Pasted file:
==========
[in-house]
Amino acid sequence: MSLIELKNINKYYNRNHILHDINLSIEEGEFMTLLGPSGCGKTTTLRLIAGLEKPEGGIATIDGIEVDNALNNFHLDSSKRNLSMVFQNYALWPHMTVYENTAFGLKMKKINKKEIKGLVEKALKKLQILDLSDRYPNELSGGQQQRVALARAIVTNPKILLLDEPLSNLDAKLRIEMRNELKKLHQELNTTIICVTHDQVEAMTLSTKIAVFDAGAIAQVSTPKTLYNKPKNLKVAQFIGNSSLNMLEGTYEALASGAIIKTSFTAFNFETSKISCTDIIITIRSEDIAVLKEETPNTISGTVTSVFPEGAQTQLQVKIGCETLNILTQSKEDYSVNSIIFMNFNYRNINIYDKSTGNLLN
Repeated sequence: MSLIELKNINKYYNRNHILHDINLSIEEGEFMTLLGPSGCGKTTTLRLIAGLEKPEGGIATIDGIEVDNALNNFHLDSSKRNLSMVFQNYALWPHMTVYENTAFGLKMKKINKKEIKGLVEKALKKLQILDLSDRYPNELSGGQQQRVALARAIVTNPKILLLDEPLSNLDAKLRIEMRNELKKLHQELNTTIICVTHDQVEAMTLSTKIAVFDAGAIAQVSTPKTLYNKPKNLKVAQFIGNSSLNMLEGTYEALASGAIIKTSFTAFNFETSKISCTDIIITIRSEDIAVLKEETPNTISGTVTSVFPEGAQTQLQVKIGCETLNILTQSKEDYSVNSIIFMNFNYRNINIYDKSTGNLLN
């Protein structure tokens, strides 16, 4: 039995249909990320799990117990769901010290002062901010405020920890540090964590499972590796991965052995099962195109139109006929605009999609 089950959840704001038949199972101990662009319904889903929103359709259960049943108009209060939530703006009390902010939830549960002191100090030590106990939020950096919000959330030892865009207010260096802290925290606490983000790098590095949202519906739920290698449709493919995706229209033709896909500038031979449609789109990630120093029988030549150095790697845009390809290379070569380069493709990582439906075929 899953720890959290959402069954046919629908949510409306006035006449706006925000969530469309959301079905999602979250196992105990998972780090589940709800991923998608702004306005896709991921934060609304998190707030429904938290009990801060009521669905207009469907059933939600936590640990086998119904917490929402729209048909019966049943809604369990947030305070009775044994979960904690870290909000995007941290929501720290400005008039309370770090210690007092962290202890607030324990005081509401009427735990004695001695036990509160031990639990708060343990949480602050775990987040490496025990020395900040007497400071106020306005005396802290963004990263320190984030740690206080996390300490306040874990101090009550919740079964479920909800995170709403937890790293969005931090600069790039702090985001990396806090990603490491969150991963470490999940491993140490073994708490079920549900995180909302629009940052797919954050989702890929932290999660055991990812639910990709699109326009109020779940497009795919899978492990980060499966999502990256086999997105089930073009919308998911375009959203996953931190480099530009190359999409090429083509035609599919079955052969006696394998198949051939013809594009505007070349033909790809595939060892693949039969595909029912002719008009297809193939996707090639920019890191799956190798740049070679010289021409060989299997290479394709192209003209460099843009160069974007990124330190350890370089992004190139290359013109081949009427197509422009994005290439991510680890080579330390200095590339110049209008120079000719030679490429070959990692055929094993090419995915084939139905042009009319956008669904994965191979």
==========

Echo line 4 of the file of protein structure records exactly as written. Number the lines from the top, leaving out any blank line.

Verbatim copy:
């Protein structure tokens, strides 16, 4: 039995249909990320799990117990769901010290002062901010405020920890540090964590499972590796991965052995099962195109139109006929605009999609 089950959840704001038949199972101990662009319904889903929103359709259960049943108009209060939530703006009390902010939830549960002191100090030590106990939020950096919000959330030892865009207010260096802290925290606490983000790098590095949202519906739920290698449709493919995706229209033709896909500038031979449609789109990630120093029988030549150095790697845009390809290379070569380069493709990582439906075929 899953720890959290959402069954046919629908949510409306006035006449706006925000969530469309959301079905999602979250196992105990998972780090589940709800991923998608702004306005896709991921934060609304998190707030429904938290009990801060009521669905207009469907059933939600936590640990086998119904917490929402729209048909019966049943809604369990947030305070009775044994979960904690870290909000995007941290929501720290400005008039309370770090210690007092962290202890607030324990005081509401009427735990004695001695036990509160031990639990708060343990949480602050775990987040490496025990020395900040007497400071106020306005005396802290963004990263320190984030740690206080996390300490306040874990101090009550919740079964479920909800995170709403937890790293969005931090600069790039702090985001990396806090990603490491969150991963470490999940491993140490073994708490079920549900995180909302629009940052797919954050989702890929932290999660055991990812639910990709699109326009109020779940497009795919899978492990980060499966999502990256086999997105089930073009919308998911375009959203996953931190480099530009190359999409090429083509035609599919079955052969006696394998198949051939013809594009505007070349033909790809595939060892693949039969595909029912002719008009297809193939996707090639920019890191799956190798740049070679010289021409060989299997290479394709192209003209460099843009160069974007990124330190350890370089992004190139290359013109081949009427197509422009994005290439991510680890080579330390200095590339110049209008120079000719030679490429070959990692055929094993090419995915084939139905042009009319956008669904994965191979």